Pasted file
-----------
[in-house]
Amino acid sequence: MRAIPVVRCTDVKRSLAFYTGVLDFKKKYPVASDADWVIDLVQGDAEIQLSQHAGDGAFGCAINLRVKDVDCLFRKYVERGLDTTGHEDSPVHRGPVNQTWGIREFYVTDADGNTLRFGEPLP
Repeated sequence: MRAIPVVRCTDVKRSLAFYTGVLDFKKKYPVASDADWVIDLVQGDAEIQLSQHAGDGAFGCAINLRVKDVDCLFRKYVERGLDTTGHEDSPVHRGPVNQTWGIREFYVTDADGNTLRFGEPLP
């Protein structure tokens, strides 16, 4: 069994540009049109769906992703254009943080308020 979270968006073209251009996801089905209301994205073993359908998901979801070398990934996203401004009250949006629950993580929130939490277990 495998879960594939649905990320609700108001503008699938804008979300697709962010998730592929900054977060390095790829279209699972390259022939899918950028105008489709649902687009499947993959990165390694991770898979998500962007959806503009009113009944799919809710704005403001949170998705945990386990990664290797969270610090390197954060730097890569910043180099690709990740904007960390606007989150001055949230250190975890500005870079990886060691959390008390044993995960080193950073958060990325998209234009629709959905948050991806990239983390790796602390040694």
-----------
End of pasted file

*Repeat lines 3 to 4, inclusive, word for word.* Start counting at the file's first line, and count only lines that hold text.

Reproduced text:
Repeated sequence: MRAIPVVRCTDVKRSLAFYTGVLDFKKKYPVASDADWVIDLVQGDAEIQLSQHAGDGAFGCAINLRVKDVDCLFRKYVERGLDTTGHEDSPVHRGPVNQTWGIREFYVTDADGNTLRFGEPLP
């Protein structure tokens, strides 16, 4: 069994540009049109769906992703254009943080308020 979270968006073209251009996801089905209301994205073993359908998901979801070398990934996203401004009250949006629950993580929130939490277990 495998879960594939649905990320609700108001503008699938804008979300697709962010998730592929900054977060390095790829279209699972390259022939899918950028105008489709649902687009499947993959990165390694991770898979998500962007959806503009009113009944799919809710704005403001949170998705945990386990990664290797969270610090390197954060730097890569910043180099690709990740904007960390606007989150001055949230250190975890500005870079990886060691959390008390044993995960080193950073958060990325998209234009629709959905948050991806990239983390790796602390040694």